Mace and Presidential Medallion


University Mace

Originially a medieval weapon and later carried by Sergeants at Arms guarding kings and high church officials, the mace has gradua

lly assumed a purely ceremonial character symbolizing authority. As used in formal academic processions, the mace derives from early university history. The Lamar University mace is traditional in design. The mahogany shaft is crowned by a head on which are mounted four representations of the University

seal. The mace in today’s ceremony is carried by the President of the Faculty Senate, who leads the academic procession.

Presidential Medallion

The medallion, a symbol of office for the Lamar University presidency, is worn by the president at official university ceremonies. Following Texas State University System tradition, the medallion is presented to a new president during the investiture ceremony to symbolize the transfer of office.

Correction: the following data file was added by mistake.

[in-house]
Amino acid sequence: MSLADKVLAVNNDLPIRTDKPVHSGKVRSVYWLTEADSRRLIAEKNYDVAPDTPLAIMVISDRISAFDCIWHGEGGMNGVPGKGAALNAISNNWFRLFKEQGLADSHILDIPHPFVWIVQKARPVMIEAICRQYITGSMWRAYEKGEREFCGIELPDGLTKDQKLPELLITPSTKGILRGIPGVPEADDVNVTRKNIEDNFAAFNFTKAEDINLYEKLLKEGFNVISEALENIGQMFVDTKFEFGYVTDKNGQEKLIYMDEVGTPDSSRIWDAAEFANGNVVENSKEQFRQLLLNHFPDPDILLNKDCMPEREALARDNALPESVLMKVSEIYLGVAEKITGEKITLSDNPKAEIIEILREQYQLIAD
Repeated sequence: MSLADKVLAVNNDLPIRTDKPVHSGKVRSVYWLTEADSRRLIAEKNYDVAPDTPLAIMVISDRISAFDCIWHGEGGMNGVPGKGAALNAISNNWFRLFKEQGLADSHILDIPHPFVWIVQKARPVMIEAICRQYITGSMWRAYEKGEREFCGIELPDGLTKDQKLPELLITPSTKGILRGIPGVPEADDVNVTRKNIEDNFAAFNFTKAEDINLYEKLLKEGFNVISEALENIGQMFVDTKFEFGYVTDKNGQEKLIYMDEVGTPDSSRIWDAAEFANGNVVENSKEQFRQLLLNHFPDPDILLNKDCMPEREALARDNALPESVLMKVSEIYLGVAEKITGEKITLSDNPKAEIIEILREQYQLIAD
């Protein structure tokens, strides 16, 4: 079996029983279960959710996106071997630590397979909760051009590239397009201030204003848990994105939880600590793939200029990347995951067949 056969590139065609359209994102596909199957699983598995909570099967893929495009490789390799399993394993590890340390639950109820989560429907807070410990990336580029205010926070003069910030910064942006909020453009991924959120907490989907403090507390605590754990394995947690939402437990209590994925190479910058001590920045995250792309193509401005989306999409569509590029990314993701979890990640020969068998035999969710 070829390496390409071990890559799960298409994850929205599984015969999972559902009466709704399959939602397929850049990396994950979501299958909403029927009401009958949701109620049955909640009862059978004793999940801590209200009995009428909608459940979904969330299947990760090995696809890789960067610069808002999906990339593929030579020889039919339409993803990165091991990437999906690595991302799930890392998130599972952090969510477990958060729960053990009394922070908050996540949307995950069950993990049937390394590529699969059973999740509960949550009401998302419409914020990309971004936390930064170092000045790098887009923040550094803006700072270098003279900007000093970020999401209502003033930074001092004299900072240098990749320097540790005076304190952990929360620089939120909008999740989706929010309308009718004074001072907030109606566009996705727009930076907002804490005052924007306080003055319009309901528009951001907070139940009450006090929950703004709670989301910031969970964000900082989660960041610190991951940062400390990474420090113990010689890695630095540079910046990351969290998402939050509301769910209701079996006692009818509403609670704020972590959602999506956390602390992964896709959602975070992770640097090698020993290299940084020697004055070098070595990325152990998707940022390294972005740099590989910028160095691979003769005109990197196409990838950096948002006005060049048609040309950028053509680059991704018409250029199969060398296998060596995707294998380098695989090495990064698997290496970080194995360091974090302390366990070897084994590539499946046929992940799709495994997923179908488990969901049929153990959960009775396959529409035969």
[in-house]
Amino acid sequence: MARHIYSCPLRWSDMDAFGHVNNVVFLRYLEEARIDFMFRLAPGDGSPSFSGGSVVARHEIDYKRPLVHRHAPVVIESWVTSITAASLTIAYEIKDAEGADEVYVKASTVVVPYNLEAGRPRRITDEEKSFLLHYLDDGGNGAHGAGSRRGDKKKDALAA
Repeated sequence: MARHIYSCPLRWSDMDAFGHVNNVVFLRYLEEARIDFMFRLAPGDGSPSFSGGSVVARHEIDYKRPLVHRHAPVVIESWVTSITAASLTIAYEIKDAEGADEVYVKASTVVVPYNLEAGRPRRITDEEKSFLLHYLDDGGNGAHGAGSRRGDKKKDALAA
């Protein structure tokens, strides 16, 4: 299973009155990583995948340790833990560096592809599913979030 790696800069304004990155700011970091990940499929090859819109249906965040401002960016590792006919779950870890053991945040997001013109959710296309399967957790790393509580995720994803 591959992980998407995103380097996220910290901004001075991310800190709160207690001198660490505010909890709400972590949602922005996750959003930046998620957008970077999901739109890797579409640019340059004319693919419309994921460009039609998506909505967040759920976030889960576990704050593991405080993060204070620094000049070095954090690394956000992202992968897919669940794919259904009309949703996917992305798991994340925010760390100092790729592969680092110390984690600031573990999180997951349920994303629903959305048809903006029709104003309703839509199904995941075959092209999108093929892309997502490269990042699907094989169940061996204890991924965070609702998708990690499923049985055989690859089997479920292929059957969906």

Designed by Phil Fitzpatrick, graphic artist and retired Lamar University professor of art, the medallion measures three inches in diameter, is cast in bronze and bears the university seal on one side. The university's name and geographic location are placed between inner and outer circles, emphasizing its status as a member of the Texas State University System. A lone star further reflects the connection to the State of Texas. A torch laid over a shield signifies the quest for knowledge in defense of truth and the right of all to seek the truth. Victor's laurel leaves surround the torch and shield, and concentric circles surrounding the seal insignia symbolize the continuing and unbroken mission of the university as well as the constant renewal of the educational process.

On the opposite side of the medallion is a depiction of Mirabeau B. Lamar, the Father of Texas Education and namesake of Lamar University. Inscribed in the lower right quadrant is a portion of a dictum from his 1839 speech before Texas Congress. In full, he said "Cultivated mind is the guardian genius of democracy: and while guided and controlled by virtue, the noblest attribute of man. It is the only dictator that freemen acknowledge, and the only security which freemen desire." The words "Office of the President" and "Lamar University" arc above and below the portrait rendering, representing the tie between the university's leadership and its mission.